If you have a kid in a public school, pray for them.

Tuesday, May 17, 2005

A short object lesson

I have written before about the need for respect in dealing with kids. Like people of all ages, young people during the period of early adolescence want to be treated with respect. This is a simple concept. Today, I worked at a middle school as a substitute. I was assigned to the class of an excellent teacher who had been called away suddenly. When I arrived, the class could be heard several doors down the hall. When I entered the room an aide exchanged places with a look of relief.

The scene was the usual middle school chaos that can occur when kids are within three weeks of the end of school and their regular (and excellent) teacher is gone. Three boys were up pushing each other larking around - having fun. Two students were in the back listening to their cd players. Girls were loudly talking. Some girls were putting on makeup or adjusting their hair in mirrors. A couple of kids were sitting in their desks staring off into space in the 13th year trance.

I walked across the room to the teachers desk to put down my gear. After placing my laptop pack on the desk I turned and walked to the front of the room. I stopped in front of the class just looking at them with what I hoped was a neutral expression. I held up my hand in the "attention" gesture commonly practiced at this school. One girl and one boy started yelling for quiet at the top of their lungs. Another boy came and stood beside me doing a really good imitation of me by holding up his hand in the same way and saying "quiet class, quiet".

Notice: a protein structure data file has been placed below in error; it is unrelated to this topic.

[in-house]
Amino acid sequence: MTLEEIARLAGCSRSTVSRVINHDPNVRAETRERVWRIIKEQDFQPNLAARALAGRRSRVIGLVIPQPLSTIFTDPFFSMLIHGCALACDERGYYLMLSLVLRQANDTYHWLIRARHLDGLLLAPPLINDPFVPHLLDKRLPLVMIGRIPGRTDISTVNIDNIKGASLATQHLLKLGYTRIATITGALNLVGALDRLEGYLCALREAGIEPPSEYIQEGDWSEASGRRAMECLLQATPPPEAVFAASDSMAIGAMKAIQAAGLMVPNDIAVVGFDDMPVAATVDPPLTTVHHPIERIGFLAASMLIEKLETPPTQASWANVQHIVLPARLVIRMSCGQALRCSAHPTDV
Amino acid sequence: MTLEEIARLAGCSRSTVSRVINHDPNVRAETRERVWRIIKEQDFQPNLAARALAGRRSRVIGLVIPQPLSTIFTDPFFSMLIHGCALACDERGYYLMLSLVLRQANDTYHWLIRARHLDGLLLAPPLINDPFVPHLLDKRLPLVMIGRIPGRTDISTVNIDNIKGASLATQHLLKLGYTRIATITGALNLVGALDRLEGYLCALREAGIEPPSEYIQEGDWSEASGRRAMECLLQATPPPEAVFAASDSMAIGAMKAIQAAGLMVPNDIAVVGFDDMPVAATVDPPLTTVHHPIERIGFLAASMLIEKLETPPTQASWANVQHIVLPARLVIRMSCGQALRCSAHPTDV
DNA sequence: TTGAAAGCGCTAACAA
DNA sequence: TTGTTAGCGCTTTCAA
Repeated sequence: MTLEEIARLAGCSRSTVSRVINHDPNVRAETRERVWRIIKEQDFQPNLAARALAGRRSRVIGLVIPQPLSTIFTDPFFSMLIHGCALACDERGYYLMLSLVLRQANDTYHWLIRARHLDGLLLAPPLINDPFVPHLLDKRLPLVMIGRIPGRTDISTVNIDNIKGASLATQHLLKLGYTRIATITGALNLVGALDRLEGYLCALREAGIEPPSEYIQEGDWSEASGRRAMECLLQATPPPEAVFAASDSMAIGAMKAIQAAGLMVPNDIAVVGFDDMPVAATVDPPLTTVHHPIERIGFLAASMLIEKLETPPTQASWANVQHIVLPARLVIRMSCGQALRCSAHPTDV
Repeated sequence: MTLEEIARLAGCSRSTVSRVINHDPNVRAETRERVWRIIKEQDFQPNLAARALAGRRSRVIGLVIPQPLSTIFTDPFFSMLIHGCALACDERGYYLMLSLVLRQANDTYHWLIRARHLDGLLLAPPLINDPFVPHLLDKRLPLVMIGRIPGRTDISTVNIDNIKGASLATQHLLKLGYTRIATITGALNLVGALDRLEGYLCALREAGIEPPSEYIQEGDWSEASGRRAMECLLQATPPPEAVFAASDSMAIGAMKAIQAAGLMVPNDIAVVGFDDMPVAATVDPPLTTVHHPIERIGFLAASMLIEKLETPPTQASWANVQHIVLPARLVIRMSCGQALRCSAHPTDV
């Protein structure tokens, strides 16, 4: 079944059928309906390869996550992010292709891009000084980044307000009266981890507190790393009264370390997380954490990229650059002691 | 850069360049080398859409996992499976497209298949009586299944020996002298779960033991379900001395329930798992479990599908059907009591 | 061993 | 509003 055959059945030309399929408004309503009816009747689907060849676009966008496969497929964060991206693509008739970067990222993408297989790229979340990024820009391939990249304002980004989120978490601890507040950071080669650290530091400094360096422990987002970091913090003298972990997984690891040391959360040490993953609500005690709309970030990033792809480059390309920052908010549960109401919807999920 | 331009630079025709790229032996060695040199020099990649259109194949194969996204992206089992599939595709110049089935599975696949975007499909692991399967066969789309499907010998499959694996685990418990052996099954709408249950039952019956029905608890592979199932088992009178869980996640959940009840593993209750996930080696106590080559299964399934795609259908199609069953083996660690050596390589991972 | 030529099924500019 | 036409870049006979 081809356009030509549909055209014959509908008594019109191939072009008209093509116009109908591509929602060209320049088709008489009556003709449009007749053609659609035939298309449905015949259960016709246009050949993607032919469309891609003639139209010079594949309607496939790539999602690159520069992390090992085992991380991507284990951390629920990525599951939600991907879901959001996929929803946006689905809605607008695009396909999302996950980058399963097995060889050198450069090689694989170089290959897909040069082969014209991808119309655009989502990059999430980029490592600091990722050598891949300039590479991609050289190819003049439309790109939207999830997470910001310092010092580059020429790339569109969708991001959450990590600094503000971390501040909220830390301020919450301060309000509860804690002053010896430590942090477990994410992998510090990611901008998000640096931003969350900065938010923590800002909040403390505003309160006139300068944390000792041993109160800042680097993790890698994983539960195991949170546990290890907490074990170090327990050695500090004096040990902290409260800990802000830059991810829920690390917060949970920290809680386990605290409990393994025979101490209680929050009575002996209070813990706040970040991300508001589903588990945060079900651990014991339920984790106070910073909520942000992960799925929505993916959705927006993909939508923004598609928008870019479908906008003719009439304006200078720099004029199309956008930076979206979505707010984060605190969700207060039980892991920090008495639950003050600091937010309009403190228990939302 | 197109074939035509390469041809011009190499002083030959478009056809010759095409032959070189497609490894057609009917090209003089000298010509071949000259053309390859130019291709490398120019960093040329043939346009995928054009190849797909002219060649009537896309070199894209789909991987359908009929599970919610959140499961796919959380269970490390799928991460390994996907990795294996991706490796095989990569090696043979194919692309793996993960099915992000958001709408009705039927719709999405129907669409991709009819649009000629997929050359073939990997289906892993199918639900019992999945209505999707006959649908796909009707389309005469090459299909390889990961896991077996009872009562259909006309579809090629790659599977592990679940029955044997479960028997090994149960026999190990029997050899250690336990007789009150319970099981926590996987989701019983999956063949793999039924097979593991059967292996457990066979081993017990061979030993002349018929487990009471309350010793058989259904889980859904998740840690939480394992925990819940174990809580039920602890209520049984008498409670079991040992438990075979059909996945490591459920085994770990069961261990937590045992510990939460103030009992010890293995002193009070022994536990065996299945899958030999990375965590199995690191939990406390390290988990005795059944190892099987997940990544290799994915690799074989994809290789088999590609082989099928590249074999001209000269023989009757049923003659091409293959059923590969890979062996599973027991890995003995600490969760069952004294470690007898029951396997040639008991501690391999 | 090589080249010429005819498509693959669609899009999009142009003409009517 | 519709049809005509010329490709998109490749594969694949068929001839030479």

I turned my head slowly and pinned him with my best sinister glare. I said quietly "excuse me, may I continue" in my most neutral voice. Then I stared at him is what I hoped was a neutral expression. With bravado consistent with his age and stage of development he replied, "don't get all up dog, yo". I motioned to his chair. He did a very exagerated bow that drew a few giggles. I smiled back at him. He sat down. I bowed in a grand fashion and said "thank you so much, sir", paused a few beats and added the word "yo". That drew laughter. I said "I need everyone looking at me for a moment". I waited probably 20 seconds in silence. The class gradually, over the next minute or so, turned and settled down.

In a moment I said "I have only one rule; I am going to treat you with complete respect.... and I expect the same courtesy." One last student said something that I didn't fully understand to which I responded "excuse me". As soon as the kids became quiet I said "o.k. let me check roll. I am going to try to pronounce your name correctly, but if I don't please forgive me. I didn't learn to even spell my name until I was in the fourth grade." Giggles around the room... I checked the roll verbally. When I finished I said "now I need a good volunteer to take the roll down for me". Twelve hands went up. I picked a girl who had been sitting quietly during the start of class. I then explained the lesson, got the kids started and then circulated around until the kids were well on their way. There wasnt a problem the rest of the 90 minute class. I managed to teach quite a bit during the progress of the period. They kids responded so well. I was so proud of them.